Piloting frictionless financial risk assessments

The Commission said that it will carry out a pilot for frictionless assessments following feedback from the consultations. In September last year, during a UK gambling policy debate, Rhodes noted that affordability checks were the most prevalent issue in the consultation responses thus far.

The pilot will put the checks in practice, collaborating with credit reference agencies and gambling companies to test the impact. It will also assess the impact on customers. Data collection from the pilot will also allow the Commission to pinpoint the financial thresholds at which the checks would take place.

The regulator noted that the pilot will not take place in a live environment. It also clarified that neither the light touch checks or the financial risk assessment pilot will affect player credit ratings.

Number of games features banned

Aside from the affordability checks, the Commission offered updates on the implementation of its remote games design proposals.

It has presented new rules aimed at reducing intensity and increasing player understanding. The new rules will also prohibit a number of games features. These are:

  • Features that give the player the illusion of control such as “turbo” and “slam stops”;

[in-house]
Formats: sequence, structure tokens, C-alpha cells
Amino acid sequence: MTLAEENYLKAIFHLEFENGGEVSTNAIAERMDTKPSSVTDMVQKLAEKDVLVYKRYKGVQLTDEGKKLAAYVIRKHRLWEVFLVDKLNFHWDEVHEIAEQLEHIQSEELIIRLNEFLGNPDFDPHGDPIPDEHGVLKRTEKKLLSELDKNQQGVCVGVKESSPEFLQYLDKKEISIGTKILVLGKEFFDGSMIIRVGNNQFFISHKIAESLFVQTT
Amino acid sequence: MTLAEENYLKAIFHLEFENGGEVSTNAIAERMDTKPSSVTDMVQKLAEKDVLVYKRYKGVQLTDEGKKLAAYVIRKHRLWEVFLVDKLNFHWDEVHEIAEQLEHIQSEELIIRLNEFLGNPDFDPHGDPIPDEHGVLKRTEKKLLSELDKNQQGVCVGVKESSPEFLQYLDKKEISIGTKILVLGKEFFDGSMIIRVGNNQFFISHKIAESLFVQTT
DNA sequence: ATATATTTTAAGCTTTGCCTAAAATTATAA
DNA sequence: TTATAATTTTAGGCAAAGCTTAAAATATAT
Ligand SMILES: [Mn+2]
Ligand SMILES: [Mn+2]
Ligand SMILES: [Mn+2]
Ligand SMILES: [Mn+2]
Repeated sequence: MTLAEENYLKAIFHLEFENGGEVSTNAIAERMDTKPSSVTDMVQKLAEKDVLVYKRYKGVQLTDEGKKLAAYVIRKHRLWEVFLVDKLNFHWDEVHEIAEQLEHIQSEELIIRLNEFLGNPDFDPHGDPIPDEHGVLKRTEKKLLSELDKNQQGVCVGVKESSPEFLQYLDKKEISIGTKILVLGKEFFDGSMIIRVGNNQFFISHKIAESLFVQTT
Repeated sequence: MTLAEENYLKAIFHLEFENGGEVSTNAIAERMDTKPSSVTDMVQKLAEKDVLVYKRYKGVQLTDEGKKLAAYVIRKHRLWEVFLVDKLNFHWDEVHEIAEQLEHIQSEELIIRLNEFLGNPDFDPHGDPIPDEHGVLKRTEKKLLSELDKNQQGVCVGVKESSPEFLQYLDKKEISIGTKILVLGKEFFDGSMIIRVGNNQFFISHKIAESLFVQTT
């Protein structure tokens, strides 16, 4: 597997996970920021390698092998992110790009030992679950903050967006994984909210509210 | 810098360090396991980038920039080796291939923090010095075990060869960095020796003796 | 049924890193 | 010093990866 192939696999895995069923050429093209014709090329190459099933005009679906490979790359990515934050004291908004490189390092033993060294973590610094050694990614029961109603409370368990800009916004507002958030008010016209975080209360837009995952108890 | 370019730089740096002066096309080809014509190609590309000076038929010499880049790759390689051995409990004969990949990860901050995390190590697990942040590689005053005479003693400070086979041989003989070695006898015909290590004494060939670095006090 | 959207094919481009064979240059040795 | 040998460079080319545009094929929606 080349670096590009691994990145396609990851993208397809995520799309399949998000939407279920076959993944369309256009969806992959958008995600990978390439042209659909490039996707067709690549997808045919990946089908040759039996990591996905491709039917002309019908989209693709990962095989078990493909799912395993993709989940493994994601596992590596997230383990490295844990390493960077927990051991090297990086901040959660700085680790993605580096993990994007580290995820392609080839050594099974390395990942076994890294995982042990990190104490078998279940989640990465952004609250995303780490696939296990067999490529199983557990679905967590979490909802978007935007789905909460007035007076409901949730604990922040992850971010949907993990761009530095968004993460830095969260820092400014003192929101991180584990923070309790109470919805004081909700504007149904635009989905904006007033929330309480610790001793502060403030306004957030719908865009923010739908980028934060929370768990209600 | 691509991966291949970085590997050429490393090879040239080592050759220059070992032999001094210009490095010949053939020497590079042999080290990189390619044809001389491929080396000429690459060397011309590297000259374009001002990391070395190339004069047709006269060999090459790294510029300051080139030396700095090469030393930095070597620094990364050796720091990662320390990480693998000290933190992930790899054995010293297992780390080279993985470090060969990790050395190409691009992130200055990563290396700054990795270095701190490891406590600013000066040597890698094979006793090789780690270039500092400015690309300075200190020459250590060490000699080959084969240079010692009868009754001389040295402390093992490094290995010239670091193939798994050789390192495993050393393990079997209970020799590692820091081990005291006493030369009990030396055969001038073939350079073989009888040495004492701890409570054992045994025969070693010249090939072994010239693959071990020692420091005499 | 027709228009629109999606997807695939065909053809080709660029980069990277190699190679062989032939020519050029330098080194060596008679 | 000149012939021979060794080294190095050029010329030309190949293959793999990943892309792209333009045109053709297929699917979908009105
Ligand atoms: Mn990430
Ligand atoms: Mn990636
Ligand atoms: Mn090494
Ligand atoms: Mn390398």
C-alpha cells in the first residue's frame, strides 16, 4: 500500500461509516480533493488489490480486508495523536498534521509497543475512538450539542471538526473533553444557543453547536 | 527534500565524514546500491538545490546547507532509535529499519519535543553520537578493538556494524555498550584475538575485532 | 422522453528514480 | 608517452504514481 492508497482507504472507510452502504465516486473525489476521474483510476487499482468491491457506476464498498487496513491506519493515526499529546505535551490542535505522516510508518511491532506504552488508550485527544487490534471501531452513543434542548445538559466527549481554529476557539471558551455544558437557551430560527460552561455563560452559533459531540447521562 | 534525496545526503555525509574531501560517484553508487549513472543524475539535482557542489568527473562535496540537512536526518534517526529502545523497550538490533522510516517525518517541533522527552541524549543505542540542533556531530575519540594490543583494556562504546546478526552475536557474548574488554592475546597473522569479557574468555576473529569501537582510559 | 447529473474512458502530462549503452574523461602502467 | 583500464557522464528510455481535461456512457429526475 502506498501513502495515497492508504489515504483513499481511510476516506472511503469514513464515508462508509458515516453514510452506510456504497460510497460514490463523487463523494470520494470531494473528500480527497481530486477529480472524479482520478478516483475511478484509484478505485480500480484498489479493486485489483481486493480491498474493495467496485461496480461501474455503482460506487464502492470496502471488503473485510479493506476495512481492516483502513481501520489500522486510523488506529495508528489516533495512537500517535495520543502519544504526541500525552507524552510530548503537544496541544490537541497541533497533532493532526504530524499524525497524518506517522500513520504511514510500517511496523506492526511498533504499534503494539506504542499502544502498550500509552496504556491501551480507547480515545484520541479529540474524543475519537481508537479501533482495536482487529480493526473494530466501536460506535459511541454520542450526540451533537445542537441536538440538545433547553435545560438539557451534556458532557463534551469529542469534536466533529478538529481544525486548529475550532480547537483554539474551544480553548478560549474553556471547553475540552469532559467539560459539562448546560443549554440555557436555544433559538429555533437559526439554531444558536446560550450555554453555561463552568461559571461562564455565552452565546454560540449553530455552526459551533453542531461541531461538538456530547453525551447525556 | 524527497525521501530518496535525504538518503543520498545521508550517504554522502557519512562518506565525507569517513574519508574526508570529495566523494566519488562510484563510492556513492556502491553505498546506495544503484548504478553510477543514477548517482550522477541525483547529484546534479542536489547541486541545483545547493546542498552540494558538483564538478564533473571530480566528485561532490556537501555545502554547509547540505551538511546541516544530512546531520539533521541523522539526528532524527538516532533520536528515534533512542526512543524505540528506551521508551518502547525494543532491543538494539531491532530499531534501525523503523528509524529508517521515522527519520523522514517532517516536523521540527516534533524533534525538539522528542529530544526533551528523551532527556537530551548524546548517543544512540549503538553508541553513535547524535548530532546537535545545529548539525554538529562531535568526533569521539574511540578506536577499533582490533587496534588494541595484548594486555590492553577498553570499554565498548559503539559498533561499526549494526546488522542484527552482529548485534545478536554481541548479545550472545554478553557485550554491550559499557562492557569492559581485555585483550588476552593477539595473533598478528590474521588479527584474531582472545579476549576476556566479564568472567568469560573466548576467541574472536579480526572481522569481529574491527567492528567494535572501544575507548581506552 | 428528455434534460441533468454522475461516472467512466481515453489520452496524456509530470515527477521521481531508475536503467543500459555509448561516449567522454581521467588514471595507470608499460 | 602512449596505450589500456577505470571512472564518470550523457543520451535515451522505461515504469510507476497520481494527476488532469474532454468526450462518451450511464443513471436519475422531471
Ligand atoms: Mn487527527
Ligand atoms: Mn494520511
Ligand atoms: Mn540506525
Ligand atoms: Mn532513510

• Autoplay;
  • Features that celebrate returns less than, or equal to, what was staked;
  • Operator-controlled features that allow customers to play several products simultaneously, including roulette and blackjack tables;
  • Spin speeds of less than five seconds, such as peer-to-peer poker.

In addition, operators will be mandated to display customer’s net spend in real time, as well as the time they have spent playing.

These changes will come into effect on 17 January 2025.

Age verification and opt-in for marketing

New rules on age verification at land-bases premises have also been outlined. All land-based licence holders – which will include smaller licensees – will have to carry out age verification test procedures.

The good practice code will also be amended. Licence holders will have to have procedures in place that require staff to check customer’s ages, if the customer appears to be under the age of 25, rather than under 21.

The changes to the LCCP will take place from 30 August 2024.

In terms of direct marketing, gambling companies will have to provide customers with the option to opt-in to whatever product type they wish to receive, along with the channels they would like to receive marketing through. This will come into force on 17 January 2025.

“As a gambling regulator it’s vital that the introduction of new rules is based on evidence and takes into account the views of consumers and other interested parties,” continued Rhodes. “We have listened to the views expressed in our engagement and in the consultation responses and we have made changes while still ensuring that we deliver meaningful protections.”